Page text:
Scheduling conflicts may have torpedoed a longed-for Wolverine/Sabretooth reunion in this year’s Logan, but Liev Schreiber says he’s ready and willing to pop Victor Creed’s claws again in the X-Men cinematic universe. “I love the character and would certainly be happy to dust him off anytime they’re interested,” the actor tells Yahoo Movies. He even suggests an idea for how he’d like Sabretooth — who survived the events of X-Men Origins: Wolverine, and, in the series’ complicated chronology, was last seen plunging into New York Harbor at the end of Bryan Singer‘s original X-Men (where he was played by Tyler Mane) — to return. “There was this great thing in the comics where he’d show up for Wolverine’s birthday every year just to beat the crap out of him,” Schreiber recalls.
Of course, that pitch is complicated by the fact that Logan brought Wolverine’s story to a definitive conclusion. But there are certainly ways for the character to return either as Hugh Jackman or with a completely different face and form. Either way, Schreiber’s Sabretooth, who also enjoys Wolverine’s healing factor-enabled long lifespan, potentially could be there waiting to take a second shot at his half-brother. “I was always hoping he could get some adamantium [claws] to even the score,” the actor says, chuckling.
Schreiber is currently in fighting form for Chuck, a boxing drama previously known as The Bleeder, based on the life of famed “Bayonne Bleeder,” Chuck Wepner, who absorbed the blows of legends such as George Foreman and Sonny Liston over the course of his career in the ring. It was his lopsided 1975 bout with Muhammad Ali — where Wepner scored a surprise knockdown against his superior opponent in the ninth round, only to be TKO’d in the 15th — that inspired Sylvester Stallone to write a screenplay about another underdog who took on the heavyweight champ: Rocky Balboa.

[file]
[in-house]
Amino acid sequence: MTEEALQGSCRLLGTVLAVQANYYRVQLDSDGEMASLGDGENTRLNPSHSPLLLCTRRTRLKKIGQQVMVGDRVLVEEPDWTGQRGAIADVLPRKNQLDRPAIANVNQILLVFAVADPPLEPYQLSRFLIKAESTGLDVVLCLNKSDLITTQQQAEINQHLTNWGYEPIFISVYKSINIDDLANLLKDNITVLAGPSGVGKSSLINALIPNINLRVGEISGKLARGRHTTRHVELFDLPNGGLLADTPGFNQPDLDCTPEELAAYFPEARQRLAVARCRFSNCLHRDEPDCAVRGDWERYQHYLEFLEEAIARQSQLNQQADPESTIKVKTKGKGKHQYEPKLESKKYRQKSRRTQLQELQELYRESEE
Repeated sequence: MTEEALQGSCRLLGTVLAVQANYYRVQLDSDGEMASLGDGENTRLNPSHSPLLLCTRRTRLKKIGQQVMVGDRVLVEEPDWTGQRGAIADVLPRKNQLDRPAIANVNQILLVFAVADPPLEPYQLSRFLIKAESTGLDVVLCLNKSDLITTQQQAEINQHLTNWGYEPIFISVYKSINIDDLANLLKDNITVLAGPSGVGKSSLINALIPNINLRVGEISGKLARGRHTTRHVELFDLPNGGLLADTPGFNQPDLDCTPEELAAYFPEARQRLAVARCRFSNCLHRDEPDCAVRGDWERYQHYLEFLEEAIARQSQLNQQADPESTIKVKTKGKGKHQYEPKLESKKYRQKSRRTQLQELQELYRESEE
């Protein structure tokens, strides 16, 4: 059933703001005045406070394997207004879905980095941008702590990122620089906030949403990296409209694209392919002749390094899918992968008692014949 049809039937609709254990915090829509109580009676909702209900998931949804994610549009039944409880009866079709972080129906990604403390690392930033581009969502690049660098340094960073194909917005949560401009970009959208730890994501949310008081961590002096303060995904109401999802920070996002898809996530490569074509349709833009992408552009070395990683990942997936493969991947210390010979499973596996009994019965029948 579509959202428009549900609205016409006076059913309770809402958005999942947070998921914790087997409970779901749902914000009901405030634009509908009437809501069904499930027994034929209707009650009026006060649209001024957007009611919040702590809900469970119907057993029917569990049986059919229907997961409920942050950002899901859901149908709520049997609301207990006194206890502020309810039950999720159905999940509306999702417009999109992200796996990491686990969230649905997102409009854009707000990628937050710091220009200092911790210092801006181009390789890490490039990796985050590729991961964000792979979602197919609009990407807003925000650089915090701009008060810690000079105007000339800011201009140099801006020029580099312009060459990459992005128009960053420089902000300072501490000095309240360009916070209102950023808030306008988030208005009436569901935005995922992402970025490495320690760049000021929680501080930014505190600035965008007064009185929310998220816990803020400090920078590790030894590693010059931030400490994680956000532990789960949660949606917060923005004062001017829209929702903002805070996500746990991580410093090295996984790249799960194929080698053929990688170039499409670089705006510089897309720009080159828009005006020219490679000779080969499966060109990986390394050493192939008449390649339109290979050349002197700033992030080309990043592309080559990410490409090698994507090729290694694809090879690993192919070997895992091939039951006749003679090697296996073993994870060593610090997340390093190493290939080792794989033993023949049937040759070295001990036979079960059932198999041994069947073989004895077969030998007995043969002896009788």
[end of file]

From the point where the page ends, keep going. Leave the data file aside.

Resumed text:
As it happens, Stallone (played by Morgan Spector) is a character in Chuck, which premiered at the Toronto Film Festival last year under its former title, and opens in theaters on May 5. “Part of the trick is that it’s not really an impression,” Schreiber says of Spector’s scene-stealing portrayal of Stallone. “He’s carefully going, ‘Let’s assume that this guy is not this iconic character from pop culture, he’s just this character in this movie.”
After the release of Rocky in 1976, the Italian Stallion loomed large in Wepner’s own story. As Chuck illustrates, Wepner developed a love/hate relationship with his fictionalized counterpart. These days, though, Schrieber says that Wepner’s feelings have tipped more in the direction of love than hate. “He knows that [Rocky] was a huge moment in his life,” the actor says of the now 78-year-old ex-fighter, who still lives in New Jersey. “It came at a price, but I think Chuck loved every minute of it. He’s a terrific storyteller; one of the things you notice about him it that he’s been hit by some of the greatest and strongest heavyweights, and he’s still sharp as a tack.”
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